A NEW WAR

In 1960, President John F. Kennedy believed the insurgency in Southeast Asia represented a new kind of war. After Russian President, Nikita Krushchev, delivered a January 1961 speech endorsing, "wars of national liberation," Kennedy announced the formation of a Cabinet-level Special Group; the Interdepartmental Committee on Overseas Internal Defense Policy. Their task involved coordinating a unified counterinsurgency strategy among the government's various institutions. Lieutenant General Victor H. Krulak (USMC) was named to head the Pentagon's newly formed office on Counterinsurgency and Special Activities. This office provided Krulak direct access to the Joint Chiefs of Staff and the Secretary of Defense. Kennedy also directed the military services to establish training centers and integrate counterinsurgency strategy into their professional military education programs.11

In January 1962, The Marine Corps Gazette devoted its monthly issue to the subject of guerrilla warfare: President Kennedy, in response, wrote a personal letter to the editor.

"...This is another type of war, new in its intensity, ancient in its origins - war by guerrillas, subversives, insurgents, assassins; war by ambush instead of by combat; by infiltration, instead of aggression, seeking victory by eroding and exhausting the enemy instead of engaging him...It requires in those situations where we must counter it...a whole new kind of strategy, a wholly different kind of force, and therefore a new wholly different kind of military training."12

 

Many scholars, as well, believed the North Vietnamese communists had created a completely unique form of war. It combined war and politics, violence and non-violence, combatant and non-combatant. William J. Duiker traced its origins to the August revolution and the Indochinese Communist Party's (ICP) strategy during the post World War II period. Duiker argues, "The significance of the August revolution, then, must be found not in the simple fact that the ICP used both political and military struggle, but in the degree to which these factors were carefully interwoven in the fabric of the party's revolutionary strategy... Astute manipulation of the two forms of struggle at the opportune moment was the key to victory."13 It was a holistic strategy Ho Chi Minh and Vo Nguyen Giap would hone to a fine art by 1965, the year American ground combat forces officially entered the war. It entailed more than just irregular troops operating behind enemy lines, bandit warfare, partisan warfare, or revolutionary warfare. It was a strategy Douglas Pike referred to as dau tranh (struggle strategy). In his book, PAVN: People's Army of Vietnam, Pike said, "We are dealing here with a new concept of military strategy, vastly different from earlier concepts that appear to be, or are, superficially similar."14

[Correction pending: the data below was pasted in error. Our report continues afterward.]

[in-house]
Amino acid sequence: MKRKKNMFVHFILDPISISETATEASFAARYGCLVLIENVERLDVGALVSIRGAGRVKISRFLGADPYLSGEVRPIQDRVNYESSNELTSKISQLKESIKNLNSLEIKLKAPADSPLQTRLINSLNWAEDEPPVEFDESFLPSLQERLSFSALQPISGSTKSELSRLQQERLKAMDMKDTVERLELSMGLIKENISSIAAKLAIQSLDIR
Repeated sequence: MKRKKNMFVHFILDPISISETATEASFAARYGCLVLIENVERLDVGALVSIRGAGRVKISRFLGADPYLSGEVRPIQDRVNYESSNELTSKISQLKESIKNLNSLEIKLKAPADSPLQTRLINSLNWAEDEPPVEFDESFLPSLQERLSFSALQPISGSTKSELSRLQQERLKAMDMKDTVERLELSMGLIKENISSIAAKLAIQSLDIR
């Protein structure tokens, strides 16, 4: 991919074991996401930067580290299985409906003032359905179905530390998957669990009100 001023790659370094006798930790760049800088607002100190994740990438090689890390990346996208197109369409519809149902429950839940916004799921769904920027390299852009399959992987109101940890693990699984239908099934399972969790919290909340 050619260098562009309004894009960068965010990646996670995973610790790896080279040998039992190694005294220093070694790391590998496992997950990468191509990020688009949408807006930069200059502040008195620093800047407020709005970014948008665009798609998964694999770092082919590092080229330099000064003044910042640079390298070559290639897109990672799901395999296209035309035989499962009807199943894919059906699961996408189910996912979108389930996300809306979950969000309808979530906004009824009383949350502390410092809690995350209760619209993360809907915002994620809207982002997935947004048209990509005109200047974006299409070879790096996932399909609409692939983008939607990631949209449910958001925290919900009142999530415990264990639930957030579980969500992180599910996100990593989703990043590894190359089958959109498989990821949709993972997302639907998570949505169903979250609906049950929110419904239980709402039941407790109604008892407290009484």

Harry Summers, in his book, On Strategy, would refer to its "ancient origins" and argue that the Vietnam war was neither new or different. The French and British had fought insurgent-style opponents during their colonial expansion. "Insurrection, and the Mexican border skirmishes were reflected in [the U.S. Army's] Field Service Regulations. The 1939 edition devoted four pages to this subject, including two and one-half pages on combating guerrilla warfare."15 Americans had fought guerrillas in, Nicaragua, Haiti and the Philippines. They watched when the Bolsheviks seized power from the Soviet Czar in 1917, and they provided military aid to Chiang Kai-shek during his fight against Mao Tse-tung. These experiences and publications like the Marine Corps' Small Wars Manual of 1940, could provide clues to a war that ultimately proved much more complex.

An examination of the Vietnam war from a cas perspective will provide new insight. This perspective will suggest that relationships are much more important than individual actors or their individual actions. To develop a greater appreciation for this concept, we must first take a closer look at the complex adaptive system.

CAS THEORY: THE SEVEN BASICS

Complex adaptive systems are more than a simple sum of their parts. They display a dynamic aggregate behavior that is often nonlinear and unpredictable. This characteristic has made traditional scientific tools like trend analysis, determination of equilibria and sample means inadequate to explain real world phenomena. Traditional techniques generally focus on optimal "end states," where the solution to a given problem relies heavily on the equilibria derived from the laws of conservation. Complex adaptive systems, however, face perpetual novelty and rarely reach equilibrium. Therefore "Improvement" says Holland, "...is usually much more important than optimization."16 M. Mitchell Waldrop wrote the following: